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This course has a Writing Flag and an Independent Inquiry Flag and I will apply for a Global Cultures Flag.  Crosslist with Religious Studies

What were the crusades?  Was a crusade an armed pilgrimage, holy war, or a war of conquest?  What motivated those who fought and those supported these expeditions?  What were the political, cultural, and religious developments that led to the crusades and what were their legacies both in Europe and in the eastern Mediterranean?   This research seminar explores these questions by examining both accounts of crusades written by medieval authors and modern historians' interpretations of these documents.  In the process, we will investigate religious encounters between eastern and western Christians, Christian heretics, Jews, Muslims, and polytheists; political, military, and cultural changes of the high middle ages; and the ways that crusading ideas and symbols have been reused in contemporary politics and popular culture.

Texts:

Jonathan Riley-Smith. The Crusades:  A History  Yale, 2005  

Robert the Monk, History of the First Crusade, trans. Carol Sweetenham (Ashgate, 2006).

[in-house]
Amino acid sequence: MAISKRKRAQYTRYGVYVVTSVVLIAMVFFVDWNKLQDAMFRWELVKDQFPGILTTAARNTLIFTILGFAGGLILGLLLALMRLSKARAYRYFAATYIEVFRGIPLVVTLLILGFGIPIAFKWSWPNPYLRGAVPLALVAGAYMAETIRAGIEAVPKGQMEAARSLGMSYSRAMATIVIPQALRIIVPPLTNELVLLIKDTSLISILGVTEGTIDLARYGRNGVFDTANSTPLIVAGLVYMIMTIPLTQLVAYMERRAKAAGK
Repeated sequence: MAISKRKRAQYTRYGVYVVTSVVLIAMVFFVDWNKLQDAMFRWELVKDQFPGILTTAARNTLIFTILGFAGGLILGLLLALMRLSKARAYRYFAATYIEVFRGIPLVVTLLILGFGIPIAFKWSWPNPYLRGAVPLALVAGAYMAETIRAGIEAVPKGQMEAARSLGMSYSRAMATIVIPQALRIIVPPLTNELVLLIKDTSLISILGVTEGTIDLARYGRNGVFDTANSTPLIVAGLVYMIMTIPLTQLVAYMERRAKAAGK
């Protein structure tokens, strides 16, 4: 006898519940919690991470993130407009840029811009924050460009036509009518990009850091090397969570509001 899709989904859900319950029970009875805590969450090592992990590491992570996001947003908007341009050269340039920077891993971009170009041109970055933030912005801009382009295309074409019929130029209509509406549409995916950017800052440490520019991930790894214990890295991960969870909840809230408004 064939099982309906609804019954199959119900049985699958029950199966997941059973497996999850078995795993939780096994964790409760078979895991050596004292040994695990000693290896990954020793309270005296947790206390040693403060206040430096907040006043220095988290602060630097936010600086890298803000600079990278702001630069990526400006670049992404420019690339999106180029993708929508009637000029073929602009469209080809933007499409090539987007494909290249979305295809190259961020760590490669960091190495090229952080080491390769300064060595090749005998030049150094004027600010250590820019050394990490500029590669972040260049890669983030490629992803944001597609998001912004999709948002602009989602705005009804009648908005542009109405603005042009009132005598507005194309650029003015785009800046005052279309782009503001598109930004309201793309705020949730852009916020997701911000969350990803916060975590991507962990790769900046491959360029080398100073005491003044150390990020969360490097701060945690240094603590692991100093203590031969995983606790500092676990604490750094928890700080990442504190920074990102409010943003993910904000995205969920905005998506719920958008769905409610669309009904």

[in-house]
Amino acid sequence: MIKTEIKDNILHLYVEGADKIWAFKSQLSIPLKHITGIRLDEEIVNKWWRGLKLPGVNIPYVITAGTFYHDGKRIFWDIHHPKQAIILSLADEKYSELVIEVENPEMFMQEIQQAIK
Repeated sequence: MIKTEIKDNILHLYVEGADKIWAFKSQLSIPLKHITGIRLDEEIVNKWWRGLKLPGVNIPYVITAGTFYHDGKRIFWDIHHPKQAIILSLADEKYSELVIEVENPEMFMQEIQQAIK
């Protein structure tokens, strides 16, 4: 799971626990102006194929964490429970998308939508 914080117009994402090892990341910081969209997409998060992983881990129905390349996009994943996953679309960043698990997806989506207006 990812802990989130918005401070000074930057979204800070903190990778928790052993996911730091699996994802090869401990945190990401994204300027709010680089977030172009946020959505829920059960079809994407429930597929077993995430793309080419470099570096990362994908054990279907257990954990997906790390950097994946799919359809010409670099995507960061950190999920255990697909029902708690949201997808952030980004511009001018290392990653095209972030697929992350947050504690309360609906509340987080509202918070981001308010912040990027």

The Song of Roland.  Trans. Michael Newth. (Italica Press, 2015)

Joinville and Villehardouin, Chronicles of the Crusades (Penguin, 2009)

Selected documents and articles in a reader.

Class attendence, preparation, discussion, and in-class work:         25%

Research paper on a topic of a student's choice (15 pages):             75%

            Library Assignment/ Annotated bibliography     5%

            Source analysis                                                       5%

            Draft                                                                           20%

            Oral presentation                                                     10%

            Peer Review of others                                              5%

            Final draft                                                                  30%